Maheen the Machine asks,

Hello Victor, I trust you are safe and healthy!

I have always had this belief that you collect gold for the day that the dollar loses most of it’s value and then you “cash” it in??? Yet, I never hear the experts say to “sell” your gold. They always mention using gold as “insurance” but never go into detail or give examples.

You interviewed Russell Gray and he is amazing. When he was talking about Gold He mentioned using gold with debt. He recently said the same thing on his recent podcast “Golden Opportunity.” He states you should “marry” gold with debt. This is unclear to me. I was wondering if you could shed your perspective. Sometimes the same information coming from a different source “penetrates.” At least, for my sake let’s hope so. HA!

Thank you for what you do. It truly is invaluable!

Thank you Maheen for the kind words and for a great question.

The philosophy that both Russell Gray and I share is that you should have the bulk of your assets in the form of hard assets with intrinsic value instead of paper assets that could carry counter party risk. In order for money to be money it has to perform two functions. It must be a store of value and a means of exchange. The US dollar is a very good means of exchange. A for a store of value, that’s not as clear.

We can debate how much inflation we think we have. But when you look in retrospect there is no question that we have experienced significant inflation over the years. In my lifetime, a cup of coffee has gone from 15 cents to more than two dollars. A gallon of gas has gone from 25 cents to about $2.50 cents, and at times over 3 dollars.

We like to invest in real estate. More importantly, we like to use other people’s money. That is in essence a form of leverage. When you use other people’s money and you retain a portion of the ownership, you get to multiply your rate of return.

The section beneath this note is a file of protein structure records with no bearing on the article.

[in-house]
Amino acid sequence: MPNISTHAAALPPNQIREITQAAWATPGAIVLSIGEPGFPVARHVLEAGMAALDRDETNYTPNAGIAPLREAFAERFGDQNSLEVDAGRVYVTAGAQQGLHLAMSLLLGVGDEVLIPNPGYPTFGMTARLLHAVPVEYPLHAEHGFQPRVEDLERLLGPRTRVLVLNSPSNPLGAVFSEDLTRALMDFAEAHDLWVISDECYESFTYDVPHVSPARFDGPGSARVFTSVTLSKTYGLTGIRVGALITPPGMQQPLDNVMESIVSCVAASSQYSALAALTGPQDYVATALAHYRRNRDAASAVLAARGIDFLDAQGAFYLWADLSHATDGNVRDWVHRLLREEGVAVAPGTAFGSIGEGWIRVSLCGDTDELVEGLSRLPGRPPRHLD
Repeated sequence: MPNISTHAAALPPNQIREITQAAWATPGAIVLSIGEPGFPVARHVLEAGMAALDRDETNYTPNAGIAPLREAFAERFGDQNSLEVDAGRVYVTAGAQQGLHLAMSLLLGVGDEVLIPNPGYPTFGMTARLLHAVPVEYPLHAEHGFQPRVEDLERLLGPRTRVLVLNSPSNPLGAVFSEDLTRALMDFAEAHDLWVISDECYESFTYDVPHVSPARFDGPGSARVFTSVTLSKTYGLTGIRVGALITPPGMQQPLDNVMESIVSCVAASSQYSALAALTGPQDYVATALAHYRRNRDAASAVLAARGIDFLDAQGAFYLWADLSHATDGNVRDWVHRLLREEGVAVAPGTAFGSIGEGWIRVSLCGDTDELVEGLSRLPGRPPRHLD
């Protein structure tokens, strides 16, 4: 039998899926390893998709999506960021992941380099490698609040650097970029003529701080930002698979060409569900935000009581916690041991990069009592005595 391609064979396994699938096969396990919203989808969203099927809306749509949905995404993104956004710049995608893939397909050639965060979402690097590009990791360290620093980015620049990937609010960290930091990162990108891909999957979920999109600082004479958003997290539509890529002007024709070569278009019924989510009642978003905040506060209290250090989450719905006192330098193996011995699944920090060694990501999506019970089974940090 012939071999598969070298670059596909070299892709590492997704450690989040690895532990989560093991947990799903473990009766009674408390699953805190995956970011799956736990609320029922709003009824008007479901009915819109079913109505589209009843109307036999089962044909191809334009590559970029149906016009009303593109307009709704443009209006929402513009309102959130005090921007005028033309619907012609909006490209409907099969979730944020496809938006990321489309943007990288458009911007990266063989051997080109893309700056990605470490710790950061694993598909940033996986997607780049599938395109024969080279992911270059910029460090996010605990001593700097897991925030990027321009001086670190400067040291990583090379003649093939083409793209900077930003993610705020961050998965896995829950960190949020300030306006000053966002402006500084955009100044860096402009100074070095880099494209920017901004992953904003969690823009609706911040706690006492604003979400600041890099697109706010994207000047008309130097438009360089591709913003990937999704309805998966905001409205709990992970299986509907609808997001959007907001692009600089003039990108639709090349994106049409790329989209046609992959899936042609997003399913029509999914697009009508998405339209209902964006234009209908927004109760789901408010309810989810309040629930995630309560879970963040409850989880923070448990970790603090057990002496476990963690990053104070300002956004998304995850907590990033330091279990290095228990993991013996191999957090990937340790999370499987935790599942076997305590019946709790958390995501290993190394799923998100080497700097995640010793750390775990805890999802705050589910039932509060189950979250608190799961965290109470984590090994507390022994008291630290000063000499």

But using other people’s money isn’t free. There’s a cost. You either give the lender a rate of return on their money, or you give them a percentage of equity in the project.

If you borrow money, the interest rate that you pay is a function of risk to the lender. If the lender has a lot of security, they’re probably going to be willing to offer you a lower rate. Funds borrowed with a high degree of security in today’s rates might be as low as 3% or 3.5%, depending on the lender.

Unsecured funds could be easily above 12-15%. The cheapest money will be the money that the lender has a guarantee of getting their principal back. Most of the time, borrowers secure their loan against a piece of real estate. The lender ends up having to qualify the borrower, the market and the specific asset. That’s a lot of due diligence.

Let’s look at a specific example. Let’s say that you want to invest in a townhouse that you’re going to hold as a rental. The purchase price is $200,000 and you’re going to borrow 75% from a bank. The remaining 25% is the equity contribution. So you need $50,000 in cash to buy the property. Where are you going to get $50,000?

You decide that you want to borrow the $50,000 that would normally be considered the equity contribution to the purchase. So you go to your friend, the rich lawyer who has tons of cash and you ask to borrow the $50,000. You offer to put, say, $70,000 worth of gold in your friends safety deposit box as collateral. So you pledge 40 ounces of gold.

When the loan gets repaid, you get your 40 ounces of gold back. But a few years have gone by, and your 40 ounces of gold are now worth $100,000. In the meantime, the lawyer charged you 3.5% a year for the loan of $50,000. The property has also gone up in price and instead of selling it for $200,000, you now sell it for $300,000. Your initial investment of $50,000 has now grown by $100,000, and your gold has increased in value by $30,000. You get to keep all of that profit.